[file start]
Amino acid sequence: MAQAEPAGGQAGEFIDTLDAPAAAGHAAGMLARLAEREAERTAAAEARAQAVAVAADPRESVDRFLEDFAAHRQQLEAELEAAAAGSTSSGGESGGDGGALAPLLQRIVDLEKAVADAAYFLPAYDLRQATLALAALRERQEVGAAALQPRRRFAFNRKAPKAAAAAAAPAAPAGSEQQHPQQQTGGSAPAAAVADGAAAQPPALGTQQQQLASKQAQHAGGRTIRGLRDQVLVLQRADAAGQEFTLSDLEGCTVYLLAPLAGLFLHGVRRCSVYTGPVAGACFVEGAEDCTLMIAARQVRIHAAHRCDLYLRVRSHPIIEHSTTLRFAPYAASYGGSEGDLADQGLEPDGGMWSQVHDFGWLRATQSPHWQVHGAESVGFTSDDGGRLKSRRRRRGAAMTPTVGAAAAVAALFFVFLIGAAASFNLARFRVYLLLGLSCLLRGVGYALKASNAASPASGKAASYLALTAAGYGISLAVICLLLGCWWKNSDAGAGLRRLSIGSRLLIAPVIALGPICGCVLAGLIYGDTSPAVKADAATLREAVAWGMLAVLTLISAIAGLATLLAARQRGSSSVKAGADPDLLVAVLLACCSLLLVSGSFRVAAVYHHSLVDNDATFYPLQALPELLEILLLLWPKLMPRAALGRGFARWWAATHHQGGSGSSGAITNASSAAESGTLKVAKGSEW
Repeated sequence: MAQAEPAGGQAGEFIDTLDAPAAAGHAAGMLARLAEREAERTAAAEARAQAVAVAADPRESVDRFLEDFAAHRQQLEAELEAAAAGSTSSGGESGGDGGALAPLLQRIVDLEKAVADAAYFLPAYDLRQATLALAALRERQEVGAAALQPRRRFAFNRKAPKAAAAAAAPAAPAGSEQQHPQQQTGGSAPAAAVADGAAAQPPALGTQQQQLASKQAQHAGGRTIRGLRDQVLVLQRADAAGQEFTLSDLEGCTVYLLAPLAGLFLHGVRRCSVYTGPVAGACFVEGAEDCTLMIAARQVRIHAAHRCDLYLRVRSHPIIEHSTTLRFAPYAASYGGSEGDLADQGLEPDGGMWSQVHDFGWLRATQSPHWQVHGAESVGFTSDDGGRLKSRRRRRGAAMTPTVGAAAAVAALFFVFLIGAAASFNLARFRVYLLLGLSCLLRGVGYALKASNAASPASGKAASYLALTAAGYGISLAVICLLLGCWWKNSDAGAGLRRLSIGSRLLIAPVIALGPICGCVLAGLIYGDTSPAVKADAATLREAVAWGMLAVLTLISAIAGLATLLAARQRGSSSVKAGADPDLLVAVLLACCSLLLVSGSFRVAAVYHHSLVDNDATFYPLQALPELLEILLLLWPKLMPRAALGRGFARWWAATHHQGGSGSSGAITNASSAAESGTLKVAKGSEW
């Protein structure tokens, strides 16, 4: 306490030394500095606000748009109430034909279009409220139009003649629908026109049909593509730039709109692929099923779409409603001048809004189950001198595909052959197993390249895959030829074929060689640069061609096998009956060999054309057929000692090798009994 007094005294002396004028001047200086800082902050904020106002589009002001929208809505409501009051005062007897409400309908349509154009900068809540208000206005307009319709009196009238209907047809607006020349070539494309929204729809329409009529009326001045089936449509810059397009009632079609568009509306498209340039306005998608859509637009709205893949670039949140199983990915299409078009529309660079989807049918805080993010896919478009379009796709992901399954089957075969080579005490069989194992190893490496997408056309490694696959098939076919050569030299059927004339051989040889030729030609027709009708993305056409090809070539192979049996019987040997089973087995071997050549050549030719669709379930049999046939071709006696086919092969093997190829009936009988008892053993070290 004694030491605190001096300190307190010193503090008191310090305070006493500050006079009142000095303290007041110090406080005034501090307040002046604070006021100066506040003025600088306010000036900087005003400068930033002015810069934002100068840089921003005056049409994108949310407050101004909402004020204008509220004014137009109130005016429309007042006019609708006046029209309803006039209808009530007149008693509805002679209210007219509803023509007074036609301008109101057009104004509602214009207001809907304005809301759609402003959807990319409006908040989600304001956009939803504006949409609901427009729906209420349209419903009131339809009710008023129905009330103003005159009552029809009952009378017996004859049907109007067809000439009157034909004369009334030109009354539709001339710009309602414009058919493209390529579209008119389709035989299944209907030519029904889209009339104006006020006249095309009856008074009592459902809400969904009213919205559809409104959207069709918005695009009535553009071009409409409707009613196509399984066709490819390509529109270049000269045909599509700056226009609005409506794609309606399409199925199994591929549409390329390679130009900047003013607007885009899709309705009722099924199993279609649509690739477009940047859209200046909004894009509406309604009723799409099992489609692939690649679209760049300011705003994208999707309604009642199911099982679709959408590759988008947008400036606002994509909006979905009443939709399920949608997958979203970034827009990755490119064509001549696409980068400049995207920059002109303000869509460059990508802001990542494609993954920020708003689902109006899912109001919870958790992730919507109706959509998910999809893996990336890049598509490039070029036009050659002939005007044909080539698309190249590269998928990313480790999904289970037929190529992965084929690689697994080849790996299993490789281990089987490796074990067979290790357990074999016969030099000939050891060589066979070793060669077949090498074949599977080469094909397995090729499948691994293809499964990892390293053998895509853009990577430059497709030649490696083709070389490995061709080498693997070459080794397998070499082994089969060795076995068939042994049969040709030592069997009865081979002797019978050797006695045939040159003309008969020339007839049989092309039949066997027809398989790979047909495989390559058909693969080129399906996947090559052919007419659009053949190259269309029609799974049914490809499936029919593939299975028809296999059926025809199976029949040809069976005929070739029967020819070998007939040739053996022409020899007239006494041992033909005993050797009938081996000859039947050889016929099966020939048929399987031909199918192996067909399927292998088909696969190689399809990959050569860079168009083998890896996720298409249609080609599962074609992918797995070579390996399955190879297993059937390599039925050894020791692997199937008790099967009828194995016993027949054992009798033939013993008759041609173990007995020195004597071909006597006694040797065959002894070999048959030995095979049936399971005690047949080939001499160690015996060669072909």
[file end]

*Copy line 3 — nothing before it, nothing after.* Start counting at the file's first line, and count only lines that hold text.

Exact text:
């Protein structure tokens, strides 16, 4: 306490030394500095606000748009109430034909279009409220139009003649629908026109049909593509730039709109692929099923779409409603001048809004189950001198595909052959197993390249895959030829074929060689640069061609096998009956060999054309057929000692090798009994 007094005294002396004028001047200086800082902050904020106002589009002001929208809505409501009051005062007897409400309908349509154009900068809540208000206005307009319709009196009238209907047809607006020349070539494309929204729809329409009529009326001045089936449509810059397009009632079609568009509306498209340039306005998608859509637009709205893949670039949140199983990915299409078009529309660079989807049918805080993010896919478009379009796709992901399954089957075969080579005490069989194992190893490496997408056309490694696959098939076919050569030299059927004339051989040889030729030609027709009708993305056409090809070539192979049996019987040997089973087995071997050549050549030719669709379930049999046939071709006696086919092969093997190829009936009988008892053993070290 004694030491605190001096300190307190010193503090008191310090305070006493500050006079009142000095303290007041110090406080005034501090307040002046604070006021100066506040003025600088306010000036900087005003400068930033002015810069934002100068840089921003005056049409994108949310407050101004909402004020204008509220004014137009109130005016429309007042006019609708006046029209309803006039209808009530007149008693509805002679209210007219509803023509007074036609301008109101057009104004509602214009207001809907304005809301759609402003959807990319409006908040989600304001956009939803504006949409609901427009729906209420349209419903009131339809009710008023129905009330103003005159009552029809009952009378017996004859049907109007067809000439009157034909004369009334030109009354539709001339710009309602414009058919493209390529579209008119389709035989299944209907030519029904889209009339104006006020006249095309009856008074009592459902809400969904009213919205559809409104959207069709918005695009009535553009071009409409409707009613196509399984066709490819390509529109270049000269045909599509700056226009609005409506794609309606399409199925199994591929549409390329390679130009900047003013607007885009899709309705009722099924199993279609649509690739477009940047859209200046909004894009509406309604009723799409099992489609692939690649679209760049300011705003994208999707309604009642199911099982679709959408590759988008947008400036606002994509909006979905009443939709399920949608997958979203970034827009990755490119064509001549696409980068400049995207920059002109303000869509460059990508802001990542494609993954920020708003689902109006899912109001919870958790992730919507109706959509998910999809893996990336890049598509490039070029036009050659002939005007044909080539698309190249590269998928990313480790999904289970037929190529992965084929690689697994080849790996299993490789281990089987490796074990067979290790357990074999016969030099000939050891060589066979070793060669077949090498074949599977080469094909397995090729499948691994293809499964990892390293053998895509853009990577430059497709030649490696083709070389490995061709080498693997070459080794397998070499082994089969060795076995068939042994049969040709030592069997009865081979002797019978050797006695045939040159003309008969020339007839049989092309039949066997027809398989790979047909495989390559058909693969080129399906996947090559052919007419659009053949190259269309029609799974049914490809499936029919593939299975028809296999059926025809199976029949040809069976005929070739029967020819070998007939040739053996022409020899007239006494041992033909005993050797009938081996000859039947050889016929099966020939048929399987031909199918192996067909399927292998088909696969190689399809990959050569860079168009083998890896996720298409249609080609599962074609992918797995070579390996399955190879297993059937390599039925050894020791692997199937008790099967009828194995016993027949054992009798033939013993008759041609173990007995020195004597071909006597006694040797065959002894070999048959030995095979049936399971005690047949080939001499160690015996060669072909």